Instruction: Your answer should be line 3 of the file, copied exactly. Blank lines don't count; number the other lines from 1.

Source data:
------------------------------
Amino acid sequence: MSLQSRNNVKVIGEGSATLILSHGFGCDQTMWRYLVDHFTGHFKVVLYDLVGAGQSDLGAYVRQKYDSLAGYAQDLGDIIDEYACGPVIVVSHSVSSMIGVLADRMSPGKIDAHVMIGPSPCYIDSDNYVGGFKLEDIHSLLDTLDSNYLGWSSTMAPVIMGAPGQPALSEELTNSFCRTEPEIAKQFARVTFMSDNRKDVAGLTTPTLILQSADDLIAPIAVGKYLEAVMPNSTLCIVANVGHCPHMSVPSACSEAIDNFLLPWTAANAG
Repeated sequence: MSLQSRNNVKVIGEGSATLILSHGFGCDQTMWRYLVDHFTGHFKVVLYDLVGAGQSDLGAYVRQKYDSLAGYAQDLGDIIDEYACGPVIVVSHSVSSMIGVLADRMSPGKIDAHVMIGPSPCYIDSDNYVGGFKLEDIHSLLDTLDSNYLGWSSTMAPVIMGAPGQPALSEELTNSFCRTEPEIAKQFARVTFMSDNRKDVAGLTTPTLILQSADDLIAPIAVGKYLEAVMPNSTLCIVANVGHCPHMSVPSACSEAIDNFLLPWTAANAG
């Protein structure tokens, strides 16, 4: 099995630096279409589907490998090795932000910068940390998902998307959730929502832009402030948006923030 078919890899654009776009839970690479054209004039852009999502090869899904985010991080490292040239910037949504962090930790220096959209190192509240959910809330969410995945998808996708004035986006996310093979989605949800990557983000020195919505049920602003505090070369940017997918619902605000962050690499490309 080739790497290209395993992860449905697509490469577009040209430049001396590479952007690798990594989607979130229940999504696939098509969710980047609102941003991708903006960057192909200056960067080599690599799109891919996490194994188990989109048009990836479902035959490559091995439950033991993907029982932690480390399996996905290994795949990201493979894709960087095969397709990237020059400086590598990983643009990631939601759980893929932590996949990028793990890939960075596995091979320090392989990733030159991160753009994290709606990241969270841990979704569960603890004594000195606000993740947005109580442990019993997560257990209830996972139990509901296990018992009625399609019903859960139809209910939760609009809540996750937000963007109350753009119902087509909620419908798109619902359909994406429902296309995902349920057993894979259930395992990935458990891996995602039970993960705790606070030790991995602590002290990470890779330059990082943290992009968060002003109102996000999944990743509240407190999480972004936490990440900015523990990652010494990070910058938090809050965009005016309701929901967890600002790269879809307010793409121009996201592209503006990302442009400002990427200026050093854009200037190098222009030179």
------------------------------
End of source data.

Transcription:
């Protein structure tokens, strides 16, 4: 099995630096279409589907490998090795932000910068940390998902998307959730929502832009402030948006923030 078919890899654009776009839970690479054209004039852009999502090869899904985010991080490292040239910037949504962090930790220096959209190192509240959910809330969410995945998808996708004035986006996310093979989605949800990557983000020195919505049920602003505090070369940017997918619902605000962050690499490309 080739790497290209395993992860449905697509490469577009040209430049001396590479952007690798990594989607979130229940999504696939098509969710980047609102941003991708903006960057192909200056960067080599690599799109891919996490194994188990989109048009990836479902035959490559091995439950033991993907029982932690480390399996996905290994795949990201493979894709960087095969397709990237020059400086590598990983643009990631939601759980893929932590996949990028793990890939960075596995091979320090392989990733030159991160753009994290709606990241969270841990979704569960603890004594000195606000993740947005109580442990019993997560257990209830996972139990509901296990018992009625399609019903859960139809209910939760609009809540996750937000963007109350753009119902087509909620419908798109619902359909994406429902296309995902349920057993894979259930395992990935458990891996995602039970993960705790606070030790991995602590002290990470890779330059990082943290992009968060002003109102996000999944990743509240407190999480972004936490990440900015523990990652010494990070910058938090809050965009005016309701929901967890600002790269879809307010793409121009996201592209503006990302442009400002990427200026050093854009200037190098222009030179």